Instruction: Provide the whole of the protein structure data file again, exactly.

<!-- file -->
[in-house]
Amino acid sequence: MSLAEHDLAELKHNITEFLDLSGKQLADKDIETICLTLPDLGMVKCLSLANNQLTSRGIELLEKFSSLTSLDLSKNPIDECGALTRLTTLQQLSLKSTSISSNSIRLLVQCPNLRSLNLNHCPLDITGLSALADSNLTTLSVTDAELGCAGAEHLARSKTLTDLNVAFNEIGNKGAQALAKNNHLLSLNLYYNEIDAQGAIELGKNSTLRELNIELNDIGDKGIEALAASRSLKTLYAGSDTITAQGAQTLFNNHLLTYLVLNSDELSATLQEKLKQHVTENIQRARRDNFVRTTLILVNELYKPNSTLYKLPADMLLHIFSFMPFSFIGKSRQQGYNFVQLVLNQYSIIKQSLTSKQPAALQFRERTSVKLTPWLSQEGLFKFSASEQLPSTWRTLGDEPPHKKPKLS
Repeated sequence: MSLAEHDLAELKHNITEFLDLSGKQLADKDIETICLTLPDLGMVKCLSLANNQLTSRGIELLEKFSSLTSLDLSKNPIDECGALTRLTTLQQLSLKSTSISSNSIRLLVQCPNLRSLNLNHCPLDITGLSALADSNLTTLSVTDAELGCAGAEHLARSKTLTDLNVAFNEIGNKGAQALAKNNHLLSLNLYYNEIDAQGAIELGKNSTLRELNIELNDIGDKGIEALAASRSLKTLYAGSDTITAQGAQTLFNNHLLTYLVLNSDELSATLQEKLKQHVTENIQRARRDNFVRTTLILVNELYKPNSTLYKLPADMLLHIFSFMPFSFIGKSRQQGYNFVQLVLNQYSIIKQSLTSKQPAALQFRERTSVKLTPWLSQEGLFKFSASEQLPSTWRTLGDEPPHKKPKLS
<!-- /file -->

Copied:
[in-house]
Amino acid sequence: MSLAEHDLAELKHNITEFLDLSGKQLADKDIETICLTLPDLGMVKCLSLANNQLTSRGIELLEKFSSLTSLDLSKNPIDECGALTRLTTLQQLSLKSTSISSNSIRLLVQCPNLRSLNLNHCPLDITGLSALADSNLTTLSVTDAELGCAGAEHLARSKTLTDLNVAFNEIGNKGAQALAKNNHLLSLNLYYNEIDAQGAIELGKNSTLRELNIELNDIGDKGIEALAASRSLKTLYAGSDTITAQGAQTLFNNHLLTYLVLNSDELSATLQEKLKQHVTENIQRARRDNFVRTTLILVNELYKPNSTLYKLPADMLLHIFSFMPFSFIGKSRQQGYNFVQLVLNQYSIIKQSLTSKQPAALQFRERTSVKLTPWLSQEGLFKFSASEQLPSTWRTLGDEPPHKKPKLS
Repeated sequence: MSLAEHDLAELKHNITEFLDLSGKQLADKDIETICLTLPDLGMVKCLSLANNQLTSRGIELLEKFSSLTSLDLSKNPIDECGALTRLTTLQQLSLKSTSISSNSIRLLVQCPNLRSLNLNHCPLDITGLSALADSNLTTLSVTDAELGCAGAEHLARSKTLTDLNVAFNEIGNKGAQALAKNNHLLSLNLYYNEIDAQGAIELGKNSTLRELNIELNDIGDKGIEALAASRSLKTLYAGSDTITAQGAQTLFNNHLLTYLVLNSDELSATLQEKLKQHVTENIQRARRDNFVRTTLILVNELYKPNSTLYKLPADMLLHIFSFMPFSFIGKSRQQGYNFVQLVLNQYSIIKQSLTSKQPAALQFRERTSVKLTPWLSQEGLFKFSASEQLPSTWRTLGDEPPHKKPKLS